Changes in climate, such as increased drought and above-average annual temperatures, have caused a rise in human violence across the world, according to a study published today in Science.
Hotter temperatures and extreme rainfall have been linked to greater conflict, from domestic violence to riots, civil wars and the break-up of governing institutions and even civilisations.
The paper warns that rising greenhouse emissions could result in greater amounts of violence.
"If future populations respond similarly to past populations, then anthropogenic climate change has the potential to substantially increase conflict around the world, relative to a world without climate change," it says.
There has been a scientific debate over whether climate plays a role in instigating human conflicts, with some studies finding evidence for climate's role and others disputing it.
The new research, by a team from the University of California, Berkeley, and Princeton University, both in the United States, reanalysed the data from 60 papers from different disciplines, including archaeology, economics, political science, psychology and geography.
The researchers looked at data from around the world and events such as spikes in domestic violence in India, and the collapse of Mayan and Chinese empires.
"We analysed the studies under a common framework and found that small deviations in normal temperatures or precipitation lead to a very large increase in conflicts, and this happens both in poor and rich areas of the world," Marshall Burke, one of the study's authors and a researcher at Berkeley, tells SciDev.Net.
To take into account the different climates found in different regions, and to be able to compare results across countries with different climate patterns, the researchers standardised the results by measuring so-called 'standard deviation'.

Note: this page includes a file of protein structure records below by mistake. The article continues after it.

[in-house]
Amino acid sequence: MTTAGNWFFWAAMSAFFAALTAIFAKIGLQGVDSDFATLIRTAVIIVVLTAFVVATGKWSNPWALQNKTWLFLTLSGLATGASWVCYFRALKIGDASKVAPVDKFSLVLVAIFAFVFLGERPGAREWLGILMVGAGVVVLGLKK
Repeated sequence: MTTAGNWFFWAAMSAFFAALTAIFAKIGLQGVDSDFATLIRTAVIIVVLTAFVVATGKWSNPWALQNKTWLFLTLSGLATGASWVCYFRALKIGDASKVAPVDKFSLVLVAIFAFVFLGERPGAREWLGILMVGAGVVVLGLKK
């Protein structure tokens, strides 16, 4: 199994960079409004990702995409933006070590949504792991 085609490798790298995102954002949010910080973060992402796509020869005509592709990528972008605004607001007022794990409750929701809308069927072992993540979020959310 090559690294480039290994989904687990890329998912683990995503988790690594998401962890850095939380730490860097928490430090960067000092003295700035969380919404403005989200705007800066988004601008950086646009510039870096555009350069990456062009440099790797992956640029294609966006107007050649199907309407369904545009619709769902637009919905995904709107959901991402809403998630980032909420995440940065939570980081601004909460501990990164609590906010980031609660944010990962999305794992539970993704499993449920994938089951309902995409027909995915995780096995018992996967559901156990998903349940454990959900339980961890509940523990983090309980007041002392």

A single unit of standard deviation shift towards hotter conditions - equivalent to, for example, warming an African country by 0.4 degrees Celsius for a year - caused a four per cent rise in the likelihood of personal violence, such as assaults and murder, and a 14 per cent increase in conflict between groups, such as riots or civil wars.
"These are moderate changes [in temperature], but they have a sizeable impact on societies," Burke said in a press release.
Co-author Edward Miguel, a professor in environmental and resource economics at Berkeley, added: "We often think of our society as largely independent of the environment, due to technological advances, but our findings challenge that notion".
Around the world, temperatures are expected to rise by around 2-4 standard deviations by 2050, the paper says, amplifying the rates of conflict.
The study does not identify the specific risk factors that mediate the link between climate and violence, saying there may be multiple pathways and that they may differ between contexts.
"For example, we know that in developing countries climate is related to conflict because it affects economic conditions," says Burke. "So if you get a very hot year or dry year, this will affect people's livelihood and ultimately will influence decisions about joining conflicts."
As economic factors and food security play an important role in triggering violence and political instability in developing countries, Burke believes that technological responses may help.
There are various ways to help poor societies avoid the conflicts linked to changing climate, Burke adds. "For example, farmers can adopt varieties that are more tolerant to extreme weather or policymakers can think about insurance schemes."
Luca Russo, a food security policy analyst at the UN's Food and Agriculture Organization, tells SciDev.Net that the organisation has found similar links in its research on "the complex relationship between climate change, violence, social crisis and food security".
"Crisis in developing countries is the result of a combination of environmental, social and economic factors," he says.
"We found that countries that experience a prolonged state of crisis also have higher levels of food insecurity."
Science doi: 10.1126/science.1235367 (2013)